The Horror of It All


Ph.D. student explores the literary intersection of health and horror

Bodily mutilation. Flesh-eating bacteria. A highly contagious virus of unknown origin. Any of these conditions has the makings of a blockbuster horror film or bestselling novel. They all have their roots in our real-life health and medical communities. Gillian Andrews, a Ph.D. student in the Department of English, explores the overlap between the horror genre and health humanities in her dissertation, Haunting Health: Disease, the Horror Genre and Health Rhetoric.

Andrews’ interest in the horror genre began long before she came to Lehigh as an exchange student from her native England.

“I always really liked horror. I think I got into it slightly too young as a teen,” she said with a laugh.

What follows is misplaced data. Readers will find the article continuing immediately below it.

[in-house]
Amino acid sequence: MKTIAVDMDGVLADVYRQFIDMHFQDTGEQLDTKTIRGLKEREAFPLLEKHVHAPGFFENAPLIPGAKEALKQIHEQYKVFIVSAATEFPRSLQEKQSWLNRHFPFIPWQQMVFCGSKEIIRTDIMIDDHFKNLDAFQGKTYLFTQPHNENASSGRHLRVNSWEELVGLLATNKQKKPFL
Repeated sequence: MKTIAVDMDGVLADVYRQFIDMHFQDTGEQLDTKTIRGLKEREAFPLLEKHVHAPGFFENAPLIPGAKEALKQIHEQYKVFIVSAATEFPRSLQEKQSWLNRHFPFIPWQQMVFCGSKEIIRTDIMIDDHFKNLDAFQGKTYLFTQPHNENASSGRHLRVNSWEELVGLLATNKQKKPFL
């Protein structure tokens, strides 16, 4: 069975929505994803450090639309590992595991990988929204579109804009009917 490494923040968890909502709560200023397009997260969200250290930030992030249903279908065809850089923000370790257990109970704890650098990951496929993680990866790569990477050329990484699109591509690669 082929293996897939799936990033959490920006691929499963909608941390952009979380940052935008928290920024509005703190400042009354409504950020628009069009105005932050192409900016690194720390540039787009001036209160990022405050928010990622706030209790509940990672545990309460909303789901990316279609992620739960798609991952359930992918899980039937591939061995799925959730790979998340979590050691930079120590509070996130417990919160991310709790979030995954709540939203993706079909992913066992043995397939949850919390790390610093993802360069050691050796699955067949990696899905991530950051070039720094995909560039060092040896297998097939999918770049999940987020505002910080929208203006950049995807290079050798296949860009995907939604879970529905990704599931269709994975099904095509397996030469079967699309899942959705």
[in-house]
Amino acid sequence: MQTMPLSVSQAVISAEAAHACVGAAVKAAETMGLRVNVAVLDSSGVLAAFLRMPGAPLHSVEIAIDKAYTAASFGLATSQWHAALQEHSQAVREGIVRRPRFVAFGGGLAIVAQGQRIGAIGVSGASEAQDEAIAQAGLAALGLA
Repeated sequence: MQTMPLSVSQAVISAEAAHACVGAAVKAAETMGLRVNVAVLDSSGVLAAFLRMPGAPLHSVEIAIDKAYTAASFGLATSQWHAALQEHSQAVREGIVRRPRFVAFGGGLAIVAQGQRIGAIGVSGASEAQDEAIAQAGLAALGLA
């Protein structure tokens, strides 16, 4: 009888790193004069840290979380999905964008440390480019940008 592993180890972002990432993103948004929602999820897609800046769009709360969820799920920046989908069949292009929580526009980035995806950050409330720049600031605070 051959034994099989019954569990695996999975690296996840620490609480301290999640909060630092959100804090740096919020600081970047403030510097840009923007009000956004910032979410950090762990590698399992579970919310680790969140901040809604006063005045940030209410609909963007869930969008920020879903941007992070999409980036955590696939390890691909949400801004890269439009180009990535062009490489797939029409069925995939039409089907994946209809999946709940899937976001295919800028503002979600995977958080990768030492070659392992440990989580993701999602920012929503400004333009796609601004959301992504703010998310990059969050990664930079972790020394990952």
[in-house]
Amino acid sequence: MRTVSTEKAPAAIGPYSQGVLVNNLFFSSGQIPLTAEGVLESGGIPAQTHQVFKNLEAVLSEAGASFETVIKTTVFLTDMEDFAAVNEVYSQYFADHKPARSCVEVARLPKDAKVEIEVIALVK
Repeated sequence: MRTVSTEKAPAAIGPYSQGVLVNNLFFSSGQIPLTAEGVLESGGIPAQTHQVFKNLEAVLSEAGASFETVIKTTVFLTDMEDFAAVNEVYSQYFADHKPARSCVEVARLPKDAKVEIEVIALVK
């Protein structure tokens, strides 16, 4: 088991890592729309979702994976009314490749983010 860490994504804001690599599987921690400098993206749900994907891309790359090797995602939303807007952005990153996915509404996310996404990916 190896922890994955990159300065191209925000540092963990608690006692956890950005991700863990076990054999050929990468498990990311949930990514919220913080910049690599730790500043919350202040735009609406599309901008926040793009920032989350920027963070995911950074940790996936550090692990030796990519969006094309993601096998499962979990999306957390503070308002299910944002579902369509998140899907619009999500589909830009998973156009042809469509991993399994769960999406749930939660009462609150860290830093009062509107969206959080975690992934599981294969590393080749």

She chose Lehigh from a list of U.S. schools. She returned home and earned her B.A. in comparative literature from University of Kent, Canterbury, England, and came back to the States and received her M.A. in English from Lehigh.

“Coming to the U.S. has been a big change, but it’s been wonderful,” she said.

A college adviser piqued Andrews’ interest in the health humanities. Along with the interest in horror, she began asking more questions and doing more research on how the two genres intersect. It eventually became her dissertation topic.

Andrews is in a relatively small group of academics studying the overlap of horror and health humanities.

“On one hand, you have to love what you do,” she said. “If you don’t love the subject, you will suffer. I also chose this topic because the intersection of health humanities and society is a growing field, so there was a practical consideration.”